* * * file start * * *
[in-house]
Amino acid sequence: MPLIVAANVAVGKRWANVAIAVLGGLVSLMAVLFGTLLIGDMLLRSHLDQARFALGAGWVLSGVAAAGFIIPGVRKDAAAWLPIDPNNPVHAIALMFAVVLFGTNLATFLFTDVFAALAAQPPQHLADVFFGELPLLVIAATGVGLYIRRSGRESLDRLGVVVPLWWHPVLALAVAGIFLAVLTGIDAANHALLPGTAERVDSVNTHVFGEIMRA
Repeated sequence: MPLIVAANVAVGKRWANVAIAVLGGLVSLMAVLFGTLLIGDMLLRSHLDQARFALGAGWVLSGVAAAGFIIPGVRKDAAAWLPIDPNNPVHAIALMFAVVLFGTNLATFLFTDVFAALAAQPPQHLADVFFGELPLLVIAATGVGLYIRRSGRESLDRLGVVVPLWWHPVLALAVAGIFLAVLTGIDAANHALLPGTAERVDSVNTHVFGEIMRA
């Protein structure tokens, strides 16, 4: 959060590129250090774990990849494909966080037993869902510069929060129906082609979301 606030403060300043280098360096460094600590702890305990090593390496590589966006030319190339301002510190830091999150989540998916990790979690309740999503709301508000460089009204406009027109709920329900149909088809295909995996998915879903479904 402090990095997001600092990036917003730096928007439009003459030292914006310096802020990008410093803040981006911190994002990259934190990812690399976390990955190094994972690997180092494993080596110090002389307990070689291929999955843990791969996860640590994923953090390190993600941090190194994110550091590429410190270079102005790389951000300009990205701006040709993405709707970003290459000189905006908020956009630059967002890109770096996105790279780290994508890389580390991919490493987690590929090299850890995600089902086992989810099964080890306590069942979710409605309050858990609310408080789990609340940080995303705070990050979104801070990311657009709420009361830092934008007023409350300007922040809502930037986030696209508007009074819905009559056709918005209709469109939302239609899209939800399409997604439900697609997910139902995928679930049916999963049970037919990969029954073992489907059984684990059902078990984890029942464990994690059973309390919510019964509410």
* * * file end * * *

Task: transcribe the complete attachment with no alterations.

[in-house]
Amino acid sequence: MPLIVAANVAVGKRWANVAIAVLGGLVSLMAVLFGTLLIGDMLLRSHLDQARFALGAGWVLSGVAAAGFIIPGVRKDAAAWLPIDPNNPVHAIALMFAVVLFGTNLATFLFTDVFAALAAQPPQHLADVFFGELPLLVIAATGVGLYIRRSGRESLDRLGVVVPLWWHPVLALAVAGIFLAVLTGIDAANHALLPGTAERVDSVNTHVFGEIMRA
Repeated sequence: MPLIVAANVAVGKRWANVAIAVLGGLVSLMAVLFGTLLIGDMLLRSHLDQARFALGAGWVLSGVAAAGFIIPGVRKDAAAWLPIDPNNPVHAIALMFAVVLFGTNLATFLFTDVFAALAAQPPQHLADVFFGELPLLVIAATGVGLYIRRSGRESLDRLGVVVPLWWHPVLALAVAGIFLAVLTGIDAANHALLPGTAERVDSVNTHVFGEIMRA
């Protein structure tokens, strides 16, 4: 959060590129250090774990990849494909966080037993869902510069929060129906082609979301 606030403060300043280098360096460094600590702890305990090593390496590589966006030319190339301002510190830091999150989540998916990790979690309740999503709301508000460089009204406009027109709920329900149909088809295909995996998915879903479904 402090990095997001600092990036917003730096928007439009003459030292914006310096802020990008410093803040981006911190994002990259934190990812690399976390990955190094994972690997180092494993080596110090002389307990070689291929999955843990791969996860640590994923953090390190993600941090190194994110550091590429410190270079102005790389951000300009990205701006040709993405709707970003290459000189905006908020956009630059967002890109770096996105790279780290994508890389580390991919490493987690590929090299850890995600089902086992989810099964080890306590069942979710409605309050858990609310408080789990609340940080995303705070990050979104801070990311657009709420009361830092934008007023409350300007922040809502930037986030696209508007009074819905009559056709918005209709469109939302239609899209939800399409997604439900697609997910139902995928679930049916999963049970037919990969029954073992489907059984684990059902078990984890029942464990994690059973309390919510019964509410």